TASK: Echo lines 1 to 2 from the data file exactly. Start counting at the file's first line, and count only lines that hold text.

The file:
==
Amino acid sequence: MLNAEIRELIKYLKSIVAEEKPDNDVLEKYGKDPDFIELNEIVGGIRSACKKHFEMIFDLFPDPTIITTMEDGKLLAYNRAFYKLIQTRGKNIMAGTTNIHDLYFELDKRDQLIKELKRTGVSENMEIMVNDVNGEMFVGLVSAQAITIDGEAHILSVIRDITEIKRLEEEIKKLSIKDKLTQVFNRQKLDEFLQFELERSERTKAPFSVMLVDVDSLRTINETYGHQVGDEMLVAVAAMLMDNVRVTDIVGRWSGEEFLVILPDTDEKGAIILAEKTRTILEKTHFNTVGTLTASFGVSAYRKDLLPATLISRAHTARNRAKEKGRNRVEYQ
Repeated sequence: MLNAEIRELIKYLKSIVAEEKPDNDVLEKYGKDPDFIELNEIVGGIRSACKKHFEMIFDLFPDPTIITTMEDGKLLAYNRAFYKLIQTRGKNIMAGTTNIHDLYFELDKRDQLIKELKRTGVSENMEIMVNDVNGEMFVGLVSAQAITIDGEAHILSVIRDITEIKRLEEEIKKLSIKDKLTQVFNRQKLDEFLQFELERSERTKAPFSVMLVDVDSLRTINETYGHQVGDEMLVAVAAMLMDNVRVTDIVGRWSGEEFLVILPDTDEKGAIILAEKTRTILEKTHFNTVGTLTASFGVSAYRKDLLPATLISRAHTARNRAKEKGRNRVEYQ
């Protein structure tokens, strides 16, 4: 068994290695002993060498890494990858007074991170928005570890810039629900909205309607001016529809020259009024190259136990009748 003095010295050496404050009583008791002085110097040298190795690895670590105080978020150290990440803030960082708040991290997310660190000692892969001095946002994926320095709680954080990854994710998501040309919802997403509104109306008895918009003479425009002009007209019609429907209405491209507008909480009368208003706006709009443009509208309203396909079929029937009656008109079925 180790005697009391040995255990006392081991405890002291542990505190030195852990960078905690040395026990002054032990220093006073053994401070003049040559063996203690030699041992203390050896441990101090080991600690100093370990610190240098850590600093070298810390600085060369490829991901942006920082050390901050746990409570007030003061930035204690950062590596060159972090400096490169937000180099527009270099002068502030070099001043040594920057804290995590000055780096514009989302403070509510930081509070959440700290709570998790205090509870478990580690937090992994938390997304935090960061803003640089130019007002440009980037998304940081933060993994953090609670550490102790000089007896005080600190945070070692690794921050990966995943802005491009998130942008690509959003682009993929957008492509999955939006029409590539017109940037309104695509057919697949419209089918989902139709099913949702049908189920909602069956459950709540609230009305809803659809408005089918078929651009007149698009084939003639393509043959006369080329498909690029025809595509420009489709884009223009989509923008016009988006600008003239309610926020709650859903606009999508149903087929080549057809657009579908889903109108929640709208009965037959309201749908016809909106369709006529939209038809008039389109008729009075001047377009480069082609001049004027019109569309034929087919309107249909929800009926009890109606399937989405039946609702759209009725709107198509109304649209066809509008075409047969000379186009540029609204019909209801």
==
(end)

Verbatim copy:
Amino acid sequence: MLNAEIRELIKYLKSIVAEEKPDNDVLEKYGKDPDFIELNEIVGGIRSACKKHFEMIFDLFPDPTIITTMEDGKLLAYNRAFYKLIQTRGKNIMAGTTNIHDLYFELDKRDQLIKELKRTGVSENMEIMVNDVNGEMFVGLVSAQAITIDGEAHILSVIRDITEIKRLEEEIKKLSIKDKLTQVFNRQKLDEFLQFELERSERTKAPFSVMLVDVDSLRTINETYGHQVGDEMLVAVAAMLMDNVRVTDIVGRWSGEEFLVILPDTDEKGAIILAEKTRTILEKTHFNTVGTLTASFGVSAYRKDLLPATLISRAHTARNRAKEKGRNRVEYQ
Repeated sequence: MLNAEIRELIKYLKSIVAEEKPDNDVLEKYGKDPDFIELNEIVGGIRSACKKHFEMIFDLFPDPTIITTMEDGKLLAYNRAFYKLIQTRGKNIMAGTTNIHDLYFELDKRDQLIKELKRTGVSENMEIMVNDVNGEMFVGLVSAQAITIDGEAHILSVIRDITEIKRLEEEIKKLSIKDKLTQVFNRQKLDEFLQFELERSERTKAPFSVMLVDVDSLRTINETYGHQVGDEMLVAVAAMLMDNVRVTDIVGRWSGEEFLVILPDTDEKGAIILAEKTRTILEKTHFNTVGTLTASFGVSAYRKDLLPATLISRAHTARNRAKEKGRNRVEYQ